by David Ramos Muñoz
The European Central Bank (ECB) closed its public consultation on its draft ECB Guide on climate-related and environmental risks on September 25, 2020, a remarkable initiative, which nonetheless still leaves many uncertainties for the future.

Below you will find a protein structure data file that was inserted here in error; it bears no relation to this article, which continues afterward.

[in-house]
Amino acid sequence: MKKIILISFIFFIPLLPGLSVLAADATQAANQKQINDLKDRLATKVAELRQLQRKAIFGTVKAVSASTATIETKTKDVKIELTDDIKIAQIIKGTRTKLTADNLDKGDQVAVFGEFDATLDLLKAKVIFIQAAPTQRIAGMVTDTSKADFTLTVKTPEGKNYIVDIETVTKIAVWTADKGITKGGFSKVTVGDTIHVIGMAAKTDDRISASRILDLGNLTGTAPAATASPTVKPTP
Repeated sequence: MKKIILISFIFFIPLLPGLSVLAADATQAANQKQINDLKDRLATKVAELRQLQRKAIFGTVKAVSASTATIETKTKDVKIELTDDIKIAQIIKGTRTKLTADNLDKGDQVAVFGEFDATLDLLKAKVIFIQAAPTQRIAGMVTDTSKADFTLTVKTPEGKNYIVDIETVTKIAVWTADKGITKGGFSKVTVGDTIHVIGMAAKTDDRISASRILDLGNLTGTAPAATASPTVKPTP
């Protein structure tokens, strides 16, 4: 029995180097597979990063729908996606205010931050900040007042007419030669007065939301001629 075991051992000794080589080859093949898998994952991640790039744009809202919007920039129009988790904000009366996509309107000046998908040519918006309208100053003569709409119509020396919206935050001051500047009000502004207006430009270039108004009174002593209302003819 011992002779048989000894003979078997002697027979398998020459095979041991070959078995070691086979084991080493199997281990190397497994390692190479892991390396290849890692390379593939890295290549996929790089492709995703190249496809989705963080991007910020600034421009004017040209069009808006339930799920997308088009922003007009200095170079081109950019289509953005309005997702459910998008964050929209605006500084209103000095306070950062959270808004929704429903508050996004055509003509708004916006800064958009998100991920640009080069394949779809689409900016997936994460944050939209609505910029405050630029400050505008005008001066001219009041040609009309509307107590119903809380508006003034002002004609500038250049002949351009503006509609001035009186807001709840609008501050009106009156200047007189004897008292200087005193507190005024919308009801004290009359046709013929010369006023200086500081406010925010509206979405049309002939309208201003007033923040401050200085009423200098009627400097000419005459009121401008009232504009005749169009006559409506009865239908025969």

The Draft Guidelines are an extremely meritorious initiative, which show the ECB’s international leadership on the XXIst century’s defining issue. Yet, while signalling an encouraging turn by financial regulators, there are three main problems in the ECB’s approach to the issue: (1) it treats climate-related risk as a microprudential issue, by inserting it as part of the Supervisory Review and Evaluation Process (SREP), which is aimed at setting Pillar 2 requirements (and also disclosures) on a bank-by-bank basis. No attention is paid to issues such as (i) the patterns of interconnectedness in the banking system, which are crucial to understand how a large shock (like climate-related shocks promise to be) would spread across the system, and whether said system could withstand it; or (ii) how macroprudential tools could be used to supplement micro-prudential ones. (2) The Draft Guidelines treat climate-related risk like “just another” kind of risk, which can be addressed by merely expanding the time horizon of existing risk models. Economic research suggests instead that low-probability-catastrophic outcome scenarios are prone to “ambiguity” and “unawareness”, which may suggest a different framework for risk assessment. (3) The Draft Guidelines treat matters pertaining to bank culture in a traditional fashion (based on “risk appetite”). For climate-related risks the problem may not be one of “risk appetite”, which suggest that units consciously decide to take on more risk, but, again, ambiguity, and unawareness. Another problem, important to assess Transition risk, is the alignment between the perception of climate-change goals within the institution, when compared with social (or government) perceptions. It is not a matter of “monitoring opinions”, but of monitoring that a misalignment between the social norms inside the institution, and outside it does not lead the institution to underestimate the risk of sudden policy changes, reputational costs, and damage. Indeed, the treatment of liability risks, reputational risks, etc, (including their relationship to social norms) is another part where the treatment is unclear and/or ambiguous.